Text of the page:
The congregation of Bethel A.M.E. Church organized in 1866 and moved several times before constructing this church on Sumter Street in 1921. During the 1960s, Bethel A.M.E. served as a location for civil rights meetings and rallies.
The monumental Romanesque Revival brick church was designed by John Anderson Lankford, one of the first registered black architects in the United States and the official architect of the A.M.E. Church. He traveled throughout the South and West designing churches and overseeing construction.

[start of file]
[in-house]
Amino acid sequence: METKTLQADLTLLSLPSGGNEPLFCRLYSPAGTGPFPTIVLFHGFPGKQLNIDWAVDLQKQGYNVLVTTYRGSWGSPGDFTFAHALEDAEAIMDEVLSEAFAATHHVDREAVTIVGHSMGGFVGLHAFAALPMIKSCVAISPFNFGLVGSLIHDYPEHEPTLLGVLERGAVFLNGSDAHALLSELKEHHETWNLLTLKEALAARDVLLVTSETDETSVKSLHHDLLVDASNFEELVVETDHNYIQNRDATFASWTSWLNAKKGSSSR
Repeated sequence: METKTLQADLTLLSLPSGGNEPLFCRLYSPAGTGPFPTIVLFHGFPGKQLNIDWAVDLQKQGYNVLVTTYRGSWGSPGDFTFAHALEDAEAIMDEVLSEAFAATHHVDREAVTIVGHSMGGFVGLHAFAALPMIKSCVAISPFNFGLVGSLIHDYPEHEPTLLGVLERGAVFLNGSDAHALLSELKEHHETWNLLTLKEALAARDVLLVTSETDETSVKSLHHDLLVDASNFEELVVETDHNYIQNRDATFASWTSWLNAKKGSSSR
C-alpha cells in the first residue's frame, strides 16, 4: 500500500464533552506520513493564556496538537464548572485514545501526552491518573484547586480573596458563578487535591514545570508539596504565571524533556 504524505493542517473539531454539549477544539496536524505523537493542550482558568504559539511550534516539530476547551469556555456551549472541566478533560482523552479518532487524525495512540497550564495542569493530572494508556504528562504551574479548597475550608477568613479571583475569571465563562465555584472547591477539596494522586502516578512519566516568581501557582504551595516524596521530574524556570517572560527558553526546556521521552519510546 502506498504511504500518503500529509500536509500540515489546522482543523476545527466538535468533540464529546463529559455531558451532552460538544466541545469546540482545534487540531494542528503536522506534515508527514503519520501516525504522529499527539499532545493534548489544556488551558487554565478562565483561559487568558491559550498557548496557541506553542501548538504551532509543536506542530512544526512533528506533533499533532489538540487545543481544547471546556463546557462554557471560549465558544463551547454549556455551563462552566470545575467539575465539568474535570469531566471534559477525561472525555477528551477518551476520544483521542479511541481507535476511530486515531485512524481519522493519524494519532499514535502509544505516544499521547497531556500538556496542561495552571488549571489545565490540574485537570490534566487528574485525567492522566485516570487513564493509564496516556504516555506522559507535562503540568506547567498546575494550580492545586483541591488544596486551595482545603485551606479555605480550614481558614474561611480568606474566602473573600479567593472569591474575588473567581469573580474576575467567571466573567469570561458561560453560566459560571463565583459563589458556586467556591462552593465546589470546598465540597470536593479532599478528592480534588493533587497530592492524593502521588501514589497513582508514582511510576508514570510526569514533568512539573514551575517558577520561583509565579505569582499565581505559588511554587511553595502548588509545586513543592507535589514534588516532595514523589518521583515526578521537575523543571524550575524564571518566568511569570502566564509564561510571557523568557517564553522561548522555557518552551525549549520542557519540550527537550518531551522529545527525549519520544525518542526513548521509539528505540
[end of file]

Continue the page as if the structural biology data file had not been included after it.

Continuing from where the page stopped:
Lankford saw the church as the center of the black community, so he designed each church with a social hall, as well as a sanctuary. The congregation has since moved to a new home on Woodrow Street.